Drinks giant's marketing tie-up on advertising pages raises concerns about health impact on teenagers
A multimillion-dollar deal agreed between Facebook and drinks company Diageo will fuel the under-age drinking epidemic by exposing increasing numbers of young people to alcohol marketing, health experts are warning.
Advertising to the predominantly young people who use Facebook has been hugely profitable for Diageo, which makes the drink of choice for most teenagers who can obtain it – Smirnoff vodka.
Announcing the deal, Diageo said Smirnoff had become "the number one beverage alcohol brand on Facebook worldwide". Its brands in the US had enjoyed a 20% increase in sales "as a result of Facebook activity". The deal will, said Diageo, "drive unprecedented levels of integration and joint business planning, and experimentation between the two companies".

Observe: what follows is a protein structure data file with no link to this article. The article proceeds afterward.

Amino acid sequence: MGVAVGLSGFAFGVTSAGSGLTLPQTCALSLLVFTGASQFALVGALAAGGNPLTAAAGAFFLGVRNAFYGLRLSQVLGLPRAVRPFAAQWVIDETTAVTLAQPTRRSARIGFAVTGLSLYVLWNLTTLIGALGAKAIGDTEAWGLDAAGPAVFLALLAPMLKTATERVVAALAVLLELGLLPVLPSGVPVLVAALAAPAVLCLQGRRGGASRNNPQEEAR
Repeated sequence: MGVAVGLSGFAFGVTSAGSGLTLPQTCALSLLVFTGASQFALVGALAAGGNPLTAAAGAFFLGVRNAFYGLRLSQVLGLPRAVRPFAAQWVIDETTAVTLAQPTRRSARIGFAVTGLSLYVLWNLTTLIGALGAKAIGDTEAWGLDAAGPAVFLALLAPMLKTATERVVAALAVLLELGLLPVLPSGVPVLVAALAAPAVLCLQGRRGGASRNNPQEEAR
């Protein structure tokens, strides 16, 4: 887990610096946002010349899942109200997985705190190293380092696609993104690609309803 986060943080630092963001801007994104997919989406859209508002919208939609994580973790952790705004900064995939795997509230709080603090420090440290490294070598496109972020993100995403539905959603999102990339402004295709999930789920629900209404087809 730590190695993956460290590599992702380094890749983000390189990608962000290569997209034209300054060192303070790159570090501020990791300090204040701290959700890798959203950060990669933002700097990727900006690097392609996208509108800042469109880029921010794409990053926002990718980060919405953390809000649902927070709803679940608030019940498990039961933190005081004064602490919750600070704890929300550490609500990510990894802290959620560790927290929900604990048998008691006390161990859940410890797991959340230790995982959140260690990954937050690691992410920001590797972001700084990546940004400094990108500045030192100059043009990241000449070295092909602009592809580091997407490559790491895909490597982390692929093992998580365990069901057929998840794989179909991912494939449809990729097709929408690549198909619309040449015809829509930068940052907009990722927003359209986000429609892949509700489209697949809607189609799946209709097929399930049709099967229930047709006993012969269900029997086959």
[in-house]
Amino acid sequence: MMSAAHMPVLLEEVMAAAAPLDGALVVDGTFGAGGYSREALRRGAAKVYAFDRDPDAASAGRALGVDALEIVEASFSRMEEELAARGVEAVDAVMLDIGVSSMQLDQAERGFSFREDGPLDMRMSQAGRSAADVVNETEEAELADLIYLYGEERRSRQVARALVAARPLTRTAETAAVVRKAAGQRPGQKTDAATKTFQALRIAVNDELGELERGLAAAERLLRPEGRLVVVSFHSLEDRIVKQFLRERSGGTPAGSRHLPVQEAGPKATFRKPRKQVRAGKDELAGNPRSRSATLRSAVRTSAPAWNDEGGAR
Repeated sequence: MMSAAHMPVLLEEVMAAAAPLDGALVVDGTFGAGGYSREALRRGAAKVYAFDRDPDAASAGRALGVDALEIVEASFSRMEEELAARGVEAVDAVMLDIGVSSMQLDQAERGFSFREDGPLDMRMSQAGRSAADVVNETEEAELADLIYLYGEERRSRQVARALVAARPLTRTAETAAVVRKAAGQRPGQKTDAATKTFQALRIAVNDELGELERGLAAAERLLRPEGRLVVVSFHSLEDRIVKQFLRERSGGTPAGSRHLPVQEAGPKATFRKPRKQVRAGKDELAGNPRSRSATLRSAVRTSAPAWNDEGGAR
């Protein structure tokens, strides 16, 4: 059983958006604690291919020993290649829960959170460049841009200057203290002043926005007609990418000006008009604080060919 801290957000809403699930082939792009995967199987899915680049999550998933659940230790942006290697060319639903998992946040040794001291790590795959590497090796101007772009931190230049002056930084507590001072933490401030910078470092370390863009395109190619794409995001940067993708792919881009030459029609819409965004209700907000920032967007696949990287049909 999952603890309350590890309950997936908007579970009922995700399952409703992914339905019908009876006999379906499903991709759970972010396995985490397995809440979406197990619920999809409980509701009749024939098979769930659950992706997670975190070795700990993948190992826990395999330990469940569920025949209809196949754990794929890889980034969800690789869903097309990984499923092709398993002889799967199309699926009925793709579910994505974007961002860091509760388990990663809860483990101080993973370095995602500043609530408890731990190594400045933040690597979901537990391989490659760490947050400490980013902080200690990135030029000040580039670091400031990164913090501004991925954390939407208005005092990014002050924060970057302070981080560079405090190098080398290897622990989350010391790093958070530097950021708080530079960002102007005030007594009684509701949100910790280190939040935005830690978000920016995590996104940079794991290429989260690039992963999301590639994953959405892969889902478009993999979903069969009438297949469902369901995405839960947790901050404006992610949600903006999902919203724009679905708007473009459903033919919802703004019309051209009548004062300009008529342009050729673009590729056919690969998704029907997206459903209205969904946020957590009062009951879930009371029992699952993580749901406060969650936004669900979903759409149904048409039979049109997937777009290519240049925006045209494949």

Diageo said that more than 950 of its marketers had been trained in "Facebook boot camps" to build their social media capabilities and the company was recording "significant returns on investment" across a number of its brands.
But health experts and alcohol campaigners say the impact will be felt in teenage drinking. Dr Nick Sheron, a liver specialist at Southampton hospital, is one of those who believes the attraction of Facebook is the youth of its users, with half under the age of 24 and many under the legal drinking age of 18.
Facebook argues that pages set up by alcohol advertisers are "age-gated", and therefore only accessible to those who are over 18. But Sheron argues that many younger people do not disclose their true age on Facebook.